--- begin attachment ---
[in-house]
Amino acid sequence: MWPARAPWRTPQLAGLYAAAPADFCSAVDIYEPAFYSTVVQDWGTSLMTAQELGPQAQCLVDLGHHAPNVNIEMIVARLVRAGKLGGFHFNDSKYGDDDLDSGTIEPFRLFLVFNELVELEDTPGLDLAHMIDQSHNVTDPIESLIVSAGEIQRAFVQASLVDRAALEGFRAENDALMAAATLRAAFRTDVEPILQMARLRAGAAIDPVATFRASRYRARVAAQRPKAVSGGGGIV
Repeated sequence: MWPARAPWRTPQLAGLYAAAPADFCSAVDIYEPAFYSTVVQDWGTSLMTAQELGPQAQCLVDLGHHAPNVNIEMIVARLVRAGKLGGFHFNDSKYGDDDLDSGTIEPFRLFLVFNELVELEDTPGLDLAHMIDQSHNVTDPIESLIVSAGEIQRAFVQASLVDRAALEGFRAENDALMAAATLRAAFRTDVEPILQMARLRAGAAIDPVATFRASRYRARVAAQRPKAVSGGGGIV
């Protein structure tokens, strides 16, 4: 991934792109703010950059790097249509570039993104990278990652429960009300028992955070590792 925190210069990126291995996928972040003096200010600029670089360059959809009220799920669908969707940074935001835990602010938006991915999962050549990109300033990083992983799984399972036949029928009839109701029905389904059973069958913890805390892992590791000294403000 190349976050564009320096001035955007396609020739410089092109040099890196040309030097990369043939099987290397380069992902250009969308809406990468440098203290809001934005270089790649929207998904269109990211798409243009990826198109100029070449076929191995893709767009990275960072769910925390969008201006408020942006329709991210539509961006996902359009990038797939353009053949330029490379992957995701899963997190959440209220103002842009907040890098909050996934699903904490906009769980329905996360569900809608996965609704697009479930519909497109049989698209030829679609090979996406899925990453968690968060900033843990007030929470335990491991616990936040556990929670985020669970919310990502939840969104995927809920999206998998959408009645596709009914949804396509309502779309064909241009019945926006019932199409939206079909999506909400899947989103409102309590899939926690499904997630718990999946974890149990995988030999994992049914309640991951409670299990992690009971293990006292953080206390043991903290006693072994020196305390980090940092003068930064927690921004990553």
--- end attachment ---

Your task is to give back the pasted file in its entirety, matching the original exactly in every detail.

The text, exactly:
[in-house]
Amino acid sequence: MWPARAPWRTPQLAGLYAAAPADFCSAVDIYEPAFYSTVVQDWGTSLMTAQELGPQAQCLVDLGHHAPNVNIEMIVARLVRAGKLGGFHFNDSKYGDDDLDSGTIEPFRLFLVFNELVELEDTPGLDLAHMIDQSHNVTDPIESLIVSAGEIQRAFVQASLVDRAALEGFRAENDALMAAATLRAAFRTDVEPILQMARLRAGAAIDPVATFRASRYRARVAAQRPKAVSGGGGIV
Repeated sequence: MWPARAPWRTPQLAGLYAAAPADFCSAVDIYEPAFYSTVVQDWGTSLMTAQELGPQAQCLVDLGHHAPNVNIEMIVARLVRAGKLGGFHFNDSKYGDDDLDSGTIEPFRLFLVFNELVELEDTPGLDLAHMIDQSHNVTDPIESLIVSAGEIQRAFVQASLVDRAALEGFRAENDALMAAATLRAAFRTDVEPILQMARLRAGAAIDPVATFRASRYRARVAAQRPKAVSGGGGIV
């Protein structure tokens, strides 16, 4: 991934792109703010950059790097249509570039993104990278990652429960009300028992955070590792 925190210069990126291995996928972040003096200010600029670089360059959809009220799920669908969707940074935001835990602010938006991915999962050549990109300033990083992983799984399972036949029928009839109701029905389904059973069958913890805390892992590791000294403000 190349976050564009320096001035955007396609020739410089092109040099890196040309030097990369043939099987290397380069992902250009969308809406990468440098203290809001934005270089790649929207998904269109990211798409243009990826198109100029070449076929191995893709767009990275960072769910925390969008201006408020942006329709991210539509961006996902359009990038797939353009053949330029490379992957995701899963997190959440209220103002842009907040890098909050996934699903904490906009769980329905996360569900809608996965609704697009479930519909497109049989698209030829679609090979996406899925990453968690968060900033843990007030929470335990491991616990936040556990929670985020669970919310990502939840969104995927809920999206998998959408009645596709009914949804396509309502779309064909241009019945926006019932199409939206079909999506909400899947989103409102309590899939926690499904997630718990999946974890149990995988030999994992049914309640991951409670299990992690009971293990006292953080206390043991903290006693072994020196305390980090940092003068930064927690921004990553």